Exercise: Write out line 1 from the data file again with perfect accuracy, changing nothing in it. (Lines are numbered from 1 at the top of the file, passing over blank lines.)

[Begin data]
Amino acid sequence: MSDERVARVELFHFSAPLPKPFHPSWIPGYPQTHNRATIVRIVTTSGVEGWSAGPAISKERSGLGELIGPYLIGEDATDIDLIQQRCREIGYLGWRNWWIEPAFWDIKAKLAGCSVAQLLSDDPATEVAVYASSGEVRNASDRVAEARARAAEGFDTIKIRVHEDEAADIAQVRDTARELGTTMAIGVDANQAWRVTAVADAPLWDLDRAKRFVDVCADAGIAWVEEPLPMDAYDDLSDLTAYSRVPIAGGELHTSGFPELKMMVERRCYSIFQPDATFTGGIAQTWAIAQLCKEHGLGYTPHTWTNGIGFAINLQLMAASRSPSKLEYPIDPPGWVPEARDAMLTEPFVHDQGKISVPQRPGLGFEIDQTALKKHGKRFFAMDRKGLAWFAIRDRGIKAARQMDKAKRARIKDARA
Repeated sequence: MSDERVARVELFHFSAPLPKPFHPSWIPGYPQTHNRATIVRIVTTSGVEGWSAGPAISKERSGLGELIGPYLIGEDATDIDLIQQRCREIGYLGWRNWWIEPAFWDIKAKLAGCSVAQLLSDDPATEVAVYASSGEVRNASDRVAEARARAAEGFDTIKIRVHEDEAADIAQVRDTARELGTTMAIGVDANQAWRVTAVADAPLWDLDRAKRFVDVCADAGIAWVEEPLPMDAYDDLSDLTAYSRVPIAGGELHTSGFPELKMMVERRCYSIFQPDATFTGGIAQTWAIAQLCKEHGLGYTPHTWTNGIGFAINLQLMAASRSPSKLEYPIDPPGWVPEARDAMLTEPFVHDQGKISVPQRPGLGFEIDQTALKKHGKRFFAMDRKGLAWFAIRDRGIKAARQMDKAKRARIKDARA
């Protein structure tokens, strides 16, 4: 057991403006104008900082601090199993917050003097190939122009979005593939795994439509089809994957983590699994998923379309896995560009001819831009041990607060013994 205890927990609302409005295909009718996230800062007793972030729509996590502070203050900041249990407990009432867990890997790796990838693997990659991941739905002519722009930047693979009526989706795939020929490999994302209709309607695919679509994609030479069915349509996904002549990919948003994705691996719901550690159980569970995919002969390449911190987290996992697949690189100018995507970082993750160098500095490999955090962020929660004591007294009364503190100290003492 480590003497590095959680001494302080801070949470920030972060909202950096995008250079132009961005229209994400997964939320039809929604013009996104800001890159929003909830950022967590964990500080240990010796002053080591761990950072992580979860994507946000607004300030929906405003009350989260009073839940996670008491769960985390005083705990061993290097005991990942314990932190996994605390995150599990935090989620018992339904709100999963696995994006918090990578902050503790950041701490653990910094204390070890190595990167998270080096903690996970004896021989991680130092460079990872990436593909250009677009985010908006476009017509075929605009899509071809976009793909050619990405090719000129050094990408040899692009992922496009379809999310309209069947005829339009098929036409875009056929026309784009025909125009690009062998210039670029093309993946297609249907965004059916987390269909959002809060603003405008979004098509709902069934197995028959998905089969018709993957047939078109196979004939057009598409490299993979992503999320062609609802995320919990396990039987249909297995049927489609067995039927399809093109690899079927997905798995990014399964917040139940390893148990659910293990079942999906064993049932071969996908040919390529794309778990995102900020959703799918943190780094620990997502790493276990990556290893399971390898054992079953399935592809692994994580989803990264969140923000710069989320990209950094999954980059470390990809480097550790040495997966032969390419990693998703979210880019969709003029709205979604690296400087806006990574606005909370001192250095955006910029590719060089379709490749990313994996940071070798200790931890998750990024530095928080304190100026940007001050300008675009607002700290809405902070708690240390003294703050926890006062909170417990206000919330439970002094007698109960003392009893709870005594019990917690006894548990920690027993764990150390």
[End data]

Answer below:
Amino acid sequence: MSDERVARVELFHFSAPLPKPFHPSWIPGYPQTHNRATIVRIVTTSGVEGWSAGPAISKERSGLGELIGPYLIGEDATDIDLIQQRCREIGYLGWRNWWIEPAFWDIKAKLAGCSVAQLLSDDPATEVAVYASSGEVRNASDRVAEARARAAEGFDTIKIRVHEDEAADIAQVRDTARELGTTMAIGVDANQAWRVTAVADAPLWDLDRAKRFVDVCADAGIAWVEEPLPMDAYDDLSDLTAYSRVPIAGGELHTSGFPELKMMVERRCYSIFQPDATFTGGIAQTWAIAQLCKEHGLGYTPHTWTNGIGFAINLQLMAASRSPSKLEYPIDPPGWVPEARDAMLTEPFVHDQGKISVPQRPGLGFEIDQTALKKHGKRFFAMDRKGLAWFAIRDRGIKAARQMDKAKRARIKDARA